A southern West Virginia town has joined other communities in seeking to recoup the costs of dealing with opioid abuse.
The Charleston Gazette-Mail reports the McDowell County town of Welch filed a lawsuit Monday against several out-of-state drug distributors.
The lawsuit claims the companies delivered huge amounts of prescription pain pills that created a “public nuisance” in the town of 2,200. Welch is the county seat of McDowell County, which has the highest drug overdose death rate in the nation.
The McDowell County Commission sued drug distributors in December. Similar lawsuits have been filed by the cities of Huntington and Kermit.
An investigation by the Charleston Gazette-Mail found drug wholesalers shipped 780 million hydrocodone and oxycodone pills to West Virginia in six years.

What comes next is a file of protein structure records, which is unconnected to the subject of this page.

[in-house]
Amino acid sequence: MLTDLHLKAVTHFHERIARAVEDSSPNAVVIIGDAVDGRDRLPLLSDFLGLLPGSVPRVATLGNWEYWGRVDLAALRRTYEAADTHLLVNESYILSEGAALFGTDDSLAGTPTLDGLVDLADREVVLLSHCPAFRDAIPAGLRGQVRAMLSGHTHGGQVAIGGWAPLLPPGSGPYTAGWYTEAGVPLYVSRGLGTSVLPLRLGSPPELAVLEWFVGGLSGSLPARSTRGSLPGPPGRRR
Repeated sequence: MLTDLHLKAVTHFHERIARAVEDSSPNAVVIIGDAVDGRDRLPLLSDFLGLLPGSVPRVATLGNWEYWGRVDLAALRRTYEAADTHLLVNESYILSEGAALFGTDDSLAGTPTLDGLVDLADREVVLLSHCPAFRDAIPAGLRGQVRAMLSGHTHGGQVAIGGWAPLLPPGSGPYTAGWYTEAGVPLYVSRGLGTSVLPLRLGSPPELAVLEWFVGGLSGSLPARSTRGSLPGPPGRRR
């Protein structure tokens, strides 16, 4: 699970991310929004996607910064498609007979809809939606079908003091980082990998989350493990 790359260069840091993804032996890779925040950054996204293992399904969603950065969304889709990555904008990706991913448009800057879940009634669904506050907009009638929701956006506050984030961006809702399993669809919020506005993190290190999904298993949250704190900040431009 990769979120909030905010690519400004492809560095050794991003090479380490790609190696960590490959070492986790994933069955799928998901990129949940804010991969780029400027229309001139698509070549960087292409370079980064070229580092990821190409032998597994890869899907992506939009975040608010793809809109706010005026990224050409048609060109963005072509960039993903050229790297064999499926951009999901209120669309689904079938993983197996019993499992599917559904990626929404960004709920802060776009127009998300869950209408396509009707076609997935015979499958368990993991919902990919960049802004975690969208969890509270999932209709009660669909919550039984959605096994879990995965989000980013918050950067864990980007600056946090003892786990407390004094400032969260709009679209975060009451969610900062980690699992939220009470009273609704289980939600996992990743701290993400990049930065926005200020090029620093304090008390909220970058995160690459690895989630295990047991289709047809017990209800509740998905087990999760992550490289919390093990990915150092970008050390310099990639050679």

Welch alleges that the drug wholesalers didn’t do enough to stop prescription painkillers from getting into the wrong hands.
“The (companies) received compensation in the form of millions of dollars per year for shipping volumes of drugs well beyond what a reasonable company would expect,” Welch’s lawyers wrote.
Welch has had to pay for more emergency services and drug treatment programs in addition to dealing with an increase in litter, crime, housing code violations and clogged water and sewer lines, according to the lawsuit.
The newspaper reports that drug companies have denied wrongdoing, saying the drugs were shipped to licensed pharmacies, which were filling prescriptions from doctors.